Rule 3110(b)(6) also prohibits supervisory personnel from overseeing their own activities, and reporting to, or having their compensation or continued employment determined by, a person or persons that they are supervising. As an exception to this prohibition, Rule 3110(b)(6)(C) permits a firm to allow this conflict if it determines that compliance is not possible because of the firm’s size or a supervisory personnel’s position within the firm. Each member firm must document the factors used to reach its determination, and how the supervisory arrangement (with respect to such supervisory personnel) complies with the Rule. In sum, the supervisory framework must be reasonably designed by the broker-dealer to supervise its employees’ conduct, while avoiding conflicts of interest

A high level overview of the supervisory rules and their takeaways are described in the below table.

Report of Findings at the Broker-Dealer

FINRA Rule 3120 mandates documentation and reporting on the member firms’ supervisory framework. Under Rule 3120, member firms are required to create additional or amend supervisory procedures where the need is identified by such testing and verification. In addition, the designated principals must submit to the firm’s senior management, no less than annually, (1) a report detailing the firm's system of supervisory controls; and (2) a summary of the test results and significant identified exceptions, as well as any additional or amended supervisory procedures that have been created in response to those test results. Specifically, the report identifies the processes a firm follows to establish, maintain, review, test and modify its written compliance policies and written supervisory procedures.

This report must be also be submitted to the member's board of directors and audit committee (or equivalent bodies) in final form either prior to execution of the certification, or at the earlier of either their next scheduled meetings or within 45 days of the date of execution of the certification.

FINRA Rule 3130 requires member firms to establish the tone at the top. To do this, Rule 3130 requires members’ C-Suite personnel (i.e., CEO) to certify that the report adequately documents the member’s processes for establishing, maintaining, reviewing, testing and modifying compliance policies, which are reasonably designed to achieve compliance with applicable federal securities laws and regulations, including FINRA and MSRB rules.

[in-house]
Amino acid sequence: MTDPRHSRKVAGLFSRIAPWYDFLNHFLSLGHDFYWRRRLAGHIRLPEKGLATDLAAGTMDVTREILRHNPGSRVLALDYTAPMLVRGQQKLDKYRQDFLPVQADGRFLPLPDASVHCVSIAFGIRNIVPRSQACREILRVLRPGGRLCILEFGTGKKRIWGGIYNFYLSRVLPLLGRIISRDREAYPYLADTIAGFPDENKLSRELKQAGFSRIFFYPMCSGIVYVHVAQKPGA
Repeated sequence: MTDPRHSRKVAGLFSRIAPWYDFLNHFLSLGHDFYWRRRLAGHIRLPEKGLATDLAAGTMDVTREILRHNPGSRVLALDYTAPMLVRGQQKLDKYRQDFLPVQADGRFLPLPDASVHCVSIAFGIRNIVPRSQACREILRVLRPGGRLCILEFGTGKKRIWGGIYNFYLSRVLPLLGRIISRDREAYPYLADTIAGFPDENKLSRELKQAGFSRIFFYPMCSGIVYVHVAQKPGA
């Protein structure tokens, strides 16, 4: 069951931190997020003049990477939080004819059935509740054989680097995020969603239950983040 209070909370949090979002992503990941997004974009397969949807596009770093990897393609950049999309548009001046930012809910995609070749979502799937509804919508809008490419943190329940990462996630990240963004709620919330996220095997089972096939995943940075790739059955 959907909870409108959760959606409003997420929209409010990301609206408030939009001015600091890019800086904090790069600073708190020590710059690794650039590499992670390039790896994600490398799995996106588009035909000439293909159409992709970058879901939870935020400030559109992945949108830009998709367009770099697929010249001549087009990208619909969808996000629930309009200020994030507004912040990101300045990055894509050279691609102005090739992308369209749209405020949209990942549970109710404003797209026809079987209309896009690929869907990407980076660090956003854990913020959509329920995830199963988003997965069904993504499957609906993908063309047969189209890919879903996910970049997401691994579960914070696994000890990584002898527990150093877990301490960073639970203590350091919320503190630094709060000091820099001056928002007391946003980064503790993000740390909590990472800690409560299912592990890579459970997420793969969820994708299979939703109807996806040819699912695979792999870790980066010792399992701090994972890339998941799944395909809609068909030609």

Approach for Compliance

Although FINRA lays out the requirements for establishing a supervisory framework, there are operational implications of compliance. First, member firms must independently identify the business activities that fall within the applicable rules, regulations and internal controls for each activity, as well as the associated persons that have supervisory responsibilities, and review the effectiveness of the firm’s supervision over these activities. Second, conflicts of interest must be identified, which could be difficult without performing an independent assessment. Third, member firms must ensure that they are capable for independently analyzing and testing of current supervisory procedures to determine if those procedures adequately address applicable rules, and establish new, or revise existing, supervisory procedures where deficiencies are noted. 

An independent firm can assist member firms with navigation of these operational challenges by completing independent review and/or audits, and testing the member firm’s supervisory control procedures and supervisory system to determine where the firm may be at risk.  The findings delivered by an independent assessor should be included in the Rule 3120 report that will detail the supervisory review, and also provide recommendations that will improve the broker-dealer’s compliance and operational controls. In addition, an independent firm can provide all firm personnel under supervision specialized training that addresses regulatory needs, including, but not limited to, anti-money laundering, asset and liability management, customer complaints, detecting and reporting customer complaints, and personnel supervision.

Conclusion

Broker-dealers are required by FINRA to have a supervisory framework in place that adequately address all applicable rules and regulations, depending on the size of the member firm. Member firms must ensure that not only their policies and procedures account for identifying issues, but that all gaps are properly documented and reported. Navigating these requirements while avoiding conflicts of interest can be challenging, and an independent firm may be in a better position to readily analyze and test supervisory procedures.